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Connect PHIDGETS To Raspberry Pi

Four Projects You Can Do With Raspberry Pi and Phidgets

Introduction

Connecting Phidgets to Raspberry Pi is increasingly popular. The Raspberry Pi allows Phidgets to work in more remote places where a user might not want to put a PC. Last year, we posted about getting started with Phidgets on the Raspberry Pi. The tutorial will walk you through the basic installation of Linux, the Phidgets drivers and then get some examples running in C and/or python. It’s a good primer to get you started, but doesn’t go into much detail of setting up a real project. Phidgets users have been sharing their projects and we wanted to highlight some of them, from finger strength tests to home automation. It’s important to remember that the USB ports on the Raspberry Pi do not supply enough power to the Phidgets, so you will need a powered USB hub. This is also necessary for Phidgets boards with their own power supply (like the 1062 and 1019) as that power is drawn for powering motors.

How to Install Phidgets on a Raspberry Pi (Java)

Project using Phidgets on the Raspberry Pi running a simple Java program that measures finger strength and displays the strength on a series of LEDs. Project using Phidgets on the Raspberry Pi running a simple Java program that measures finger strength and displays the strength on a series of LEDs. Philip Whitt put together an easy tutorial for installing Phidgets on the Raspberry Pi and then running a simple Java program that measures finger strength and displays the strength on a series of LEDs. The example is simple, but if you want stripped down instructions from the ones that Phidgets provides or if you like Java, this is a great resource.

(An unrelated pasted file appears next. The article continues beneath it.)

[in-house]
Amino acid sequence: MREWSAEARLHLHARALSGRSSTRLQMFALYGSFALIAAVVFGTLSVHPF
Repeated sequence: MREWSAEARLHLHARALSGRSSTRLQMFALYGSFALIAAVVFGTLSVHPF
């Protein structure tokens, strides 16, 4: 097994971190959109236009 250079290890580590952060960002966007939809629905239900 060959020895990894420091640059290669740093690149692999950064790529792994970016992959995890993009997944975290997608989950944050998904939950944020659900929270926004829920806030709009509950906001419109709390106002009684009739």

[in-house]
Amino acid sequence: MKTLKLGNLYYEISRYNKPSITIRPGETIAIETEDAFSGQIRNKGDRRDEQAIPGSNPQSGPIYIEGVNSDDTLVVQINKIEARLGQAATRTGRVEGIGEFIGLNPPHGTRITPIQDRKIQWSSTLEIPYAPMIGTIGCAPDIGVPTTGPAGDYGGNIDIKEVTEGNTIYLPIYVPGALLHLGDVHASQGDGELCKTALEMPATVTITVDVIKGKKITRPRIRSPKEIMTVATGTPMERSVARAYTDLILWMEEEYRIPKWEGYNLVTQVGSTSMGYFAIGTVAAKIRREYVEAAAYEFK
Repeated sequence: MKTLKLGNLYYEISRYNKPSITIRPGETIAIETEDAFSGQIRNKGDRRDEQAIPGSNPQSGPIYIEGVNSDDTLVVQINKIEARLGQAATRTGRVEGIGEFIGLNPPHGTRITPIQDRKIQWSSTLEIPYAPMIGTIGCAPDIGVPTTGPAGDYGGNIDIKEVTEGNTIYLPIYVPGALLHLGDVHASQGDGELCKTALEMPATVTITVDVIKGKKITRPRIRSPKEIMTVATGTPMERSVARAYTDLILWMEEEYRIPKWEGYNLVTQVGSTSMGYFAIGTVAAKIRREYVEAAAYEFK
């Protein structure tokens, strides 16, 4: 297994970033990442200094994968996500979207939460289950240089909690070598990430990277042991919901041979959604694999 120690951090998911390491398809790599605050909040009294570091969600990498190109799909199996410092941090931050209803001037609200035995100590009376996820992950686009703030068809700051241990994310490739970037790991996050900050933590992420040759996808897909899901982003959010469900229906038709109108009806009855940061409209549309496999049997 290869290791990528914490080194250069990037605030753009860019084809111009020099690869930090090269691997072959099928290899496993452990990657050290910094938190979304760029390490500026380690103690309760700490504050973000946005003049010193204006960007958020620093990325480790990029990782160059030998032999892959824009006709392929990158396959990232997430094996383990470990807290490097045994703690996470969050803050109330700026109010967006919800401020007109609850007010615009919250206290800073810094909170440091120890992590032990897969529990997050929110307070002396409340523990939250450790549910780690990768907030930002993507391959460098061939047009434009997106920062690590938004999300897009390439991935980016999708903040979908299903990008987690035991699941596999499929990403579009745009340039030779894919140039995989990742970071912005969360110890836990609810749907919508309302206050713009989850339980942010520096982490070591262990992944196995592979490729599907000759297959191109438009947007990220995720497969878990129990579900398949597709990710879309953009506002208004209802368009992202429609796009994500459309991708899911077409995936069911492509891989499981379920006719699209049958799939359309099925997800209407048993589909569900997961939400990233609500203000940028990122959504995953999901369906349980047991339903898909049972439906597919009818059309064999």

Home Automation with Raspberry Pi and Phidgets

Emmeshop home automation with phidgets and raspberry pi Emmeshop home automation with Phidgets and Raspberry Pi Emmeshop has drawn up a descriptive three part tutorial for setting up home automation with Raspberry Pi. The tutorial series covers digital outputs, digital inputs and displaying data on devices. You can control LEDs (outputs), sense switches (input) and get sensor data direct to your smart phone or computer. The application is written in python but uses some javascript and html for the app. If you’re looking for a more advanced project, home automation is a great way to go and Emmeshop walks through every step with great detail.

Web Enabled Power Strip

Web enabled powerstrip using phidgets and raspberry pi Web enabled powerstrip using Phidgets and Raspberry Pi For a practical example, Marc Raiser used a Phidgets Relay 0/0/4 connected to a Raspberry Pi for controlling his office lights over a network. With this gadget, connect any standard electrical device and turn it on and off right from your phone or computer. Get the 3D files and instructions from Thingiverse.

Conclusion

The projects you can do with Raspberry Pi and Phidgets are endless. Practically any project you can imagine with a regular computer can be done on the Raspberry Pi. If you’ve done something with Phidgets and Raspberry Pi, please share it in the comments.